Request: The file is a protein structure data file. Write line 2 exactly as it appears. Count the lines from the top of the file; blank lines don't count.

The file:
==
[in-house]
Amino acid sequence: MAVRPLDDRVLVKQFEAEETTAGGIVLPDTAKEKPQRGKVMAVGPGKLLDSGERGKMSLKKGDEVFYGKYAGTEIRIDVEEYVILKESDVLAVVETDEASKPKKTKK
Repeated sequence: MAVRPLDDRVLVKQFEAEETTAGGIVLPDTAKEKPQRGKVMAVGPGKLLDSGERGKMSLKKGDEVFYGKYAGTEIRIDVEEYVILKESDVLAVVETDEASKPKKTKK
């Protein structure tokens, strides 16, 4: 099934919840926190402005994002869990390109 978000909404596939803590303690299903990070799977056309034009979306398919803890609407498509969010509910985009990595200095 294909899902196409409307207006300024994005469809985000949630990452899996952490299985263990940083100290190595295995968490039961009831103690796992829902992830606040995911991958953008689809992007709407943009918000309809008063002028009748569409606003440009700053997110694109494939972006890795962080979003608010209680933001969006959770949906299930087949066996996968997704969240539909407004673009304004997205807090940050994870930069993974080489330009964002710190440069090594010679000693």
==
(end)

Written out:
Amino acid sequence: MAVRPLDDRVLVKQFEAEETTAGGIVLPDTAKEKPQRGKVMAVGPGKLLDSGERGKMSLKKGDEVFYGKYAGTEIRIDVEEYVILKESDVLAVVETDEASKPKKTKK